Does your district use the Six Traits of Writing? Have you been wanting to make posters, bulletin boards, or manipulatives to go along with your lessons but just haven’t had the time?
We just uploaded a few new writing files on our TpT store. Check them out below!
This file includes labels for these easy to make smart writers manipulative boxes.
Give your students a chance to take on different voices for different types of texts!
First, purchase one of these scrapbooking storage bins at your local craft store, laminate the trait cards, and attach velcro to both items:
When you’re studying a particular trait, velcro the appropriate card to the bin:
After learning about the trait of voice, my students LOVE writing their final copy using a "microphone" pencil! Simply glue a puff ball to a pencil (I spray painted these black, but you could use any pencil)!
Smart Writers Rock! also includes 6 separate sheets that explain all of the traits.
These are great to use at Parent Night or to have students keep in their writing folders.
The file also includes colorful posters for each writing trait. I display these with my Scoopin' Up Sweet Writing bulletin board:
A favorite with our students is the smart writers sticky cards!
When a student uses a trait in their writing, have them place a tab next to that part in their story. This can be done when they are editing or rereading their work. The students love using them because it keeps them engaged during the writing process.
When it is time for their writing conference, this will give you a quick look at the traits they are using and what areas you need to discuss during your meeting.
For all the writing workshop fans out there...this file includes some goodies for you, too!
This is not a new idea but we love it because it works for our students! We keep track of where each student is during the writing process by having the students move their clothespin along the pencil as they go
through the stages. Its a great reference so you know who needs help! This file includes a primary and intermediate writing process "pencil".
Are you looking for quick and effective mini-lessons to teach your students to use the traits in their writing? We also just uploaded a new file that is over 180 pages: Writing Mini-Lessons for Smart Writers!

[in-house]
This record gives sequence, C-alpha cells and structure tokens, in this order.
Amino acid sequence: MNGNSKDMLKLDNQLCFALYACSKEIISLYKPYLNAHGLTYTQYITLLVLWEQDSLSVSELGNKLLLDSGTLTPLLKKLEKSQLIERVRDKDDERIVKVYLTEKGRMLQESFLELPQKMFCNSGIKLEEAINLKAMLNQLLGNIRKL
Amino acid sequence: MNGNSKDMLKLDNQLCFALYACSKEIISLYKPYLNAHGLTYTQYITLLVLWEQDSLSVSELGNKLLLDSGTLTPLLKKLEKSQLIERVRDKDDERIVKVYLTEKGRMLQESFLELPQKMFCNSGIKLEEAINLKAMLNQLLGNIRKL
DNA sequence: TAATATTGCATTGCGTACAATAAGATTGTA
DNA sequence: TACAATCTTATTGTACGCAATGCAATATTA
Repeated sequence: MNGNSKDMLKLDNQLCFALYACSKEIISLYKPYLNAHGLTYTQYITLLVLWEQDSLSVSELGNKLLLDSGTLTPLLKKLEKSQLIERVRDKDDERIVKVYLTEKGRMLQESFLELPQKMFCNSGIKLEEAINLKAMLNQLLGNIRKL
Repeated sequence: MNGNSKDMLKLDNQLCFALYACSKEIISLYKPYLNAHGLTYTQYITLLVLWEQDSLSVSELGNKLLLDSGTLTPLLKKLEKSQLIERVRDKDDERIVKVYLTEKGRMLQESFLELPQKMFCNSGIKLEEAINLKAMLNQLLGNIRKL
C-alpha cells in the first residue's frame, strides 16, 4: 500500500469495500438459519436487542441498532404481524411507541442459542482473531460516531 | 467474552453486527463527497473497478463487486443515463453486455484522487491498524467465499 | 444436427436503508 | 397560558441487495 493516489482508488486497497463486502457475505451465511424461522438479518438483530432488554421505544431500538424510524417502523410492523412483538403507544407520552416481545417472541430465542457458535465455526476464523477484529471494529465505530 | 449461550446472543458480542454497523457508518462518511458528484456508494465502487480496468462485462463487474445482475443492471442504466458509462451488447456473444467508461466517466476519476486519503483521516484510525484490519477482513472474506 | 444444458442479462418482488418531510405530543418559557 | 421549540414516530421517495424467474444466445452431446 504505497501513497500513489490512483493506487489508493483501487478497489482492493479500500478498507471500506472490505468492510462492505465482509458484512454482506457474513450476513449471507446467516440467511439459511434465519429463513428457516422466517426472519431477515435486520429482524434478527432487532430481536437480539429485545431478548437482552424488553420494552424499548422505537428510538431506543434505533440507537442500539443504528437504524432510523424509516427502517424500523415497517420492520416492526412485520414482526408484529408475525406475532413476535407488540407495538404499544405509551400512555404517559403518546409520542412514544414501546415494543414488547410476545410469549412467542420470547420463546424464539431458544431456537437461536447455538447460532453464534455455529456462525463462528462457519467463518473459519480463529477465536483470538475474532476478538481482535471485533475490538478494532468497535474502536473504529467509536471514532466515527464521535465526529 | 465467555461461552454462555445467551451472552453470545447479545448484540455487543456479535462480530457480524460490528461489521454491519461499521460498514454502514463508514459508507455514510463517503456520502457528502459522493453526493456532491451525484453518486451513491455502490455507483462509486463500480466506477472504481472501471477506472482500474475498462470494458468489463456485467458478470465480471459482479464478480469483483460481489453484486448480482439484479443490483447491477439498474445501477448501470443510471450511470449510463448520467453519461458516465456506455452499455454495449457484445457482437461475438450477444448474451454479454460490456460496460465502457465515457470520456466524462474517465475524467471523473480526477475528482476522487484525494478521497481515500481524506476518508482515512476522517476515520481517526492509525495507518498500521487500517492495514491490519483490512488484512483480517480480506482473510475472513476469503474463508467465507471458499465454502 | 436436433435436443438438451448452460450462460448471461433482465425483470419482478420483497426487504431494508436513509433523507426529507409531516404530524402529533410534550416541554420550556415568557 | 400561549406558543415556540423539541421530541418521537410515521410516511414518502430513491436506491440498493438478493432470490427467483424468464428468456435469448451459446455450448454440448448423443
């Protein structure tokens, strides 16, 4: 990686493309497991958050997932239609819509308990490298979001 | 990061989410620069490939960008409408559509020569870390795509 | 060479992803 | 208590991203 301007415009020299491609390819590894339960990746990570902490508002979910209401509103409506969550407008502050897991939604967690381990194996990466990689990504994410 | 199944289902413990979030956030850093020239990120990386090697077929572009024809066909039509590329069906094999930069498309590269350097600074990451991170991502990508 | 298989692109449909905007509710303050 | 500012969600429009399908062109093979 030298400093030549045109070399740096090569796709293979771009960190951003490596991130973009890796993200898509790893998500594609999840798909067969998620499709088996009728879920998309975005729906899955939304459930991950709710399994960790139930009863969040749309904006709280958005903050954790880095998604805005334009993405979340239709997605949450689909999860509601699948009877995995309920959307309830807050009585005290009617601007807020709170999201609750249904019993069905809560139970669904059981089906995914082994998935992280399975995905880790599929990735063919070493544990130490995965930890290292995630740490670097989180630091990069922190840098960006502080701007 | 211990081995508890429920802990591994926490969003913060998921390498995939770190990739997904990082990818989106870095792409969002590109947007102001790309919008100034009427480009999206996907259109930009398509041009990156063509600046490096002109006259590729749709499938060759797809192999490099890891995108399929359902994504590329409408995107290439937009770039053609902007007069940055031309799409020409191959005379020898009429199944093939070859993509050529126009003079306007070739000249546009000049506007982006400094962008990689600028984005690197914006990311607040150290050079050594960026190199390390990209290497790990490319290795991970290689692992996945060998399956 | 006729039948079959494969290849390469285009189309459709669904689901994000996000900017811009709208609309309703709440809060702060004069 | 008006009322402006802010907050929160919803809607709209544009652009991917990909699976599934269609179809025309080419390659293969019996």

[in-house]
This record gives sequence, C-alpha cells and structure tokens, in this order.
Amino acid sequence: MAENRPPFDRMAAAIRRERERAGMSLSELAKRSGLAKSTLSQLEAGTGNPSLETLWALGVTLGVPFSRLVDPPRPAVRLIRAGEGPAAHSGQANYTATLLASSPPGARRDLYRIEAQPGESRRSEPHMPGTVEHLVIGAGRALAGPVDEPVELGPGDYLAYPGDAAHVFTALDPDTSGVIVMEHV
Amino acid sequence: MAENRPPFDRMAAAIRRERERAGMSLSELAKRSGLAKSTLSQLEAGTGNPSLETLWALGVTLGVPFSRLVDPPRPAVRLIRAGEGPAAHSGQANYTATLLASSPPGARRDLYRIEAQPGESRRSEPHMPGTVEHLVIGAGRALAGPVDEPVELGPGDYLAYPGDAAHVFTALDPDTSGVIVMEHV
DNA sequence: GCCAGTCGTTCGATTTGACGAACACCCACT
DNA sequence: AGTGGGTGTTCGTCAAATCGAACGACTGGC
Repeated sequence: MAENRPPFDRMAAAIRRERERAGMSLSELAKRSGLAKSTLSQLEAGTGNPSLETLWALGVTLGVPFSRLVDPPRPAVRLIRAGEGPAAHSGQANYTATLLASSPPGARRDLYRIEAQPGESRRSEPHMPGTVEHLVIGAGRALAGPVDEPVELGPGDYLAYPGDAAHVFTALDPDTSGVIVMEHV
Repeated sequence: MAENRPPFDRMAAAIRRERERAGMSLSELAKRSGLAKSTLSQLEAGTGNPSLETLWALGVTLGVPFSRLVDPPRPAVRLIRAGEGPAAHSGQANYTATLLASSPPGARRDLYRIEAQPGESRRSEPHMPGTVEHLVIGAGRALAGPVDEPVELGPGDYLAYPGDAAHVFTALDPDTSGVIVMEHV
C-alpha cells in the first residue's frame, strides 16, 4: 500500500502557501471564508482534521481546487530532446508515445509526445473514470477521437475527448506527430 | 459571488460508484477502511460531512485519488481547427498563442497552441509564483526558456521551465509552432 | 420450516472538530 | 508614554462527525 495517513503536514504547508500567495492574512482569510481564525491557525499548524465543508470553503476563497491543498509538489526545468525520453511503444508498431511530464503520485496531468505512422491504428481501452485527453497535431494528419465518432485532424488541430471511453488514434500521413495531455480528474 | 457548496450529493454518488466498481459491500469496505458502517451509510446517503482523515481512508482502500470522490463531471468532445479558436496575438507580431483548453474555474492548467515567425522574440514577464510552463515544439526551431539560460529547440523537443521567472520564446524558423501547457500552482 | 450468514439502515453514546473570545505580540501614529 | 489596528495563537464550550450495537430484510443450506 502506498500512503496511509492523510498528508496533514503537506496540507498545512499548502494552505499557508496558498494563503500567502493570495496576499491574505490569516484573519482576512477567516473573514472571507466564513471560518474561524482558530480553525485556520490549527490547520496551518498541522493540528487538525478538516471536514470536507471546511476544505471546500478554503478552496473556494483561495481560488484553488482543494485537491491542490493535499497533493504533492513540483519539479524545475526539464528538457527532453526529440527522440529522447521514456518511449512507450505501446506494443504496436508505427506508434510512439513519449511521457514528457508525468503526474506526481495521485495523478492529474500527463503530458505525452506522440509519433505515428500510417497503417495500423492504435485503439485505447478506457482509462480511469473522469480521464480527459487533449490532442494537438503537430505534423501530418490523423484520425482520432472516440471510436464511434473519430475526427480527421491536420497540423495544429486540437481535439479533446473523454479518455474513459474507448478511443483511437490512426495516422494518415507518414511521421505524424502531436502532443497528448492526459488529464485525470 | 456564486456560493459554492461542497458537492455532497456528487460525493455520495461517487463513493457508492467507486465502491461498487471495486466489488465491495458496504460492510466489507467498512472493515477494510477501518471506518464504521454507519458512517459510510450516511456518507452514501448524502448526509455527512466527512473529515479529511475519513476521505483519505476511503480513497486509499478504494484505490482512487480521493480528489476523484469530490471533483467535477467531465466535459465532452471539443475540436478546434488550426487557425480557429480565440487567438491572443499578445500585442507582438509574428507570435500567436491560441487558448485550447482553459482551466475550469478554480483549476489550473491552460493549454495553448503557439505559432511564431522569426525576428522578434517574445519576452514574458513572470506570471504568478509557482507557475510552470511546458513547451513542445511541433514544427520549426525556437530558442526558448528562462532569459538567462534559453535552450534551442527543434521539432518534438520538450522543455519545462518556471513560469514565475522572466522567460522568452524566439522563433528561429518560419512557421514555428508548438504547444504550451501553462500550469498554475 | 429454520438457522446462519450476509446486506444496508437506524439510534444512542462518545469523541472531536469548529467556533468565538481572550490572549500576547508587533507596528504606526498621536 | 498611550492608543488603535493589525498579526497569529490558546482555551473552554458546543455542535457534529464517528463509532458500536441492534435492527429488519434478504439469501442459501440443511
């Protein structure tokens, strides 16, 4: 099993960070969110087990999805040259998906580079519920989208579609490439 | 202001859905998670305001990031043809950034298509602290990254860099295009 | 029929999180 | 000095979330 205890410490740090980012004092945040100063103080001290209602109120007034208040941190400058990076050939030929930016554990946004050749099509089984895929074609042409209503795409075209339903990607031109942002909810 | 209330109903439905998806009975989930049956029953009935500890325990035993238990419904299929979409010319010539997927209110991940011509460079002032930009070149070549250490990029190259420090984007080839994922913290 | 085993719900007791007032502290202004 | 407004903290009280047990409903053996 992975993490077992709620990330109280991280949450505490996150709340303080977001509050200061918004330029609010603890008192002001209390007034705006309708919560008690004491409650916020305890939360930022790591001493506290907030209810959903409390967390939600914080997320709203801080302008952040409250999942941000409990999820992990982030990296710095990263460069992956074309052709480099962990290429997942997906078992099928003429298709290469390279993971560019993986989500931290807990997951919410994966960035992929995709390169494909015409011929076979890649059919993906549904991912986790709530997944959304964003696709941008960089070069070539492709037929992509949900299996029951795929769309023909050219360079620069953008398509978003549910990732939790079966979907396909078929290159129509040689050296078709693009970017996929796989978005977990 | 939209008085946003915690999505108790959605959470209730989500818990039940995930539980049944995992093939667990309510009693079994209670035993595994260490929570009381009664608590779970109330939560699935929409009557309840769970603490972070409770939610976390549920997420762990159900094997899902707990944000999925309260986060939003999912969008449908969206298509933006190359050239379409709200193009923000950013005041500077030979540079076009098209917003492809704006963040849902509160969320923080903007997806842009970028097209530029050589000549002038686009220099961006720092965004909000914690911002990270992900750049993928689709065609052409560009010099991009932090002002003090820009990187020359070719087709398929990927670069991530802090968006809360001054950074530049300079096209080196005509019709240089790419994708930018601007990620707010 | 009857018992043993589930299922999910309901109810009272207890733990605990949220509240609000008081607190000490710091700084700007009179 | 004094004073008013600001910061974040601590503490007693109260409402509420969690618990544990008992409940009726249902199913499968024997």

*Over 75 pages are dedicated to mini-lessons on using good word choice
(show don’t tell, onomatopoeia, snapshot and student similes and other figurative language, idioms, synonyms, color swatch lessons, and sensory words)
*14 different lessons to teach your students how to develop strong ideas in their writing
*5 different lessons to teach your smarties to use sentence fluency in their writing
*10 different lessons to teach your kiddos to let their VOICE be heard in their writing
*10 different lessons to teach your students that good writers organize their writing (including our favorite How to Be a Solid Shape and Lost and Found lessons!)
Some of these lessons are very brief (one page) and are meant to be taught in one day (hence the word mini-lessons!). Other lessons are more in-depth and can be taught over the course of a few days. These lessons are designed to help you effectively teach the traits that good writers use throughout their writing. Conventions are not included in this file—we are making a different file for this trait!
Here is a snapshot of some of our favorite lessons from the Writing Mini-Lessons for Smart Writers file:
Recycled Writing Ideas!
Have students place brainstormed writing topics in this bin by writing them on strips of paper. They can go to the recycling bin for inspiration when they experience writer's block on future assignments!
How to be a solid shape! A fun and interactive lesson with a math twist!
We have used this idea for a couple years now and our students love it! Encourage your writers to use good word choice by adding color words to their writing! Warning: After this lesson, you will never be able to use "boring" color words with your students aagain! "Take out your BLUE folder" will be replaced with, "Take out your SKY BLUE or INDIGO or MIDNIGHT folder." (Really, you'll see!)
Good writers make their writing interesting by using figurative language- like similes! I enlarge this into a poster and hang it up after we learn about similes. When students find a simile during their independent reading time, they write the it on a sticky note and put it on the poster. You won't believe how many they will find! :)
Last, but not least, we have combined ALL of the files listed above (Six Traits Bulletin Board Inspiration, Writing Mini-Lessons for Smart Writers, and Smart Writers Rock!) in one HUGE file. HUGE as in 200 pages HUGE. :) If you are interested in this unit, click on the title: The Ultimate Writing Resource for Any Teacher
And just because we appreciate the fact that you are still reading this long post we are giving away some freebies.
-The first person to comment will get: Six Traits Bulletin Board Inspiration
-The second person to comment will get: Smart Writers Rock!
-The third person to comment will get: Writing Mini-Lessons for Smart Writers
-The fourth person to comment will get: The Ultimate Writing Resource for Any Teacher (The BIG one!!!)
Just tell us your thoughts about teaching writing and DON'T FORGET to leave your email address! :)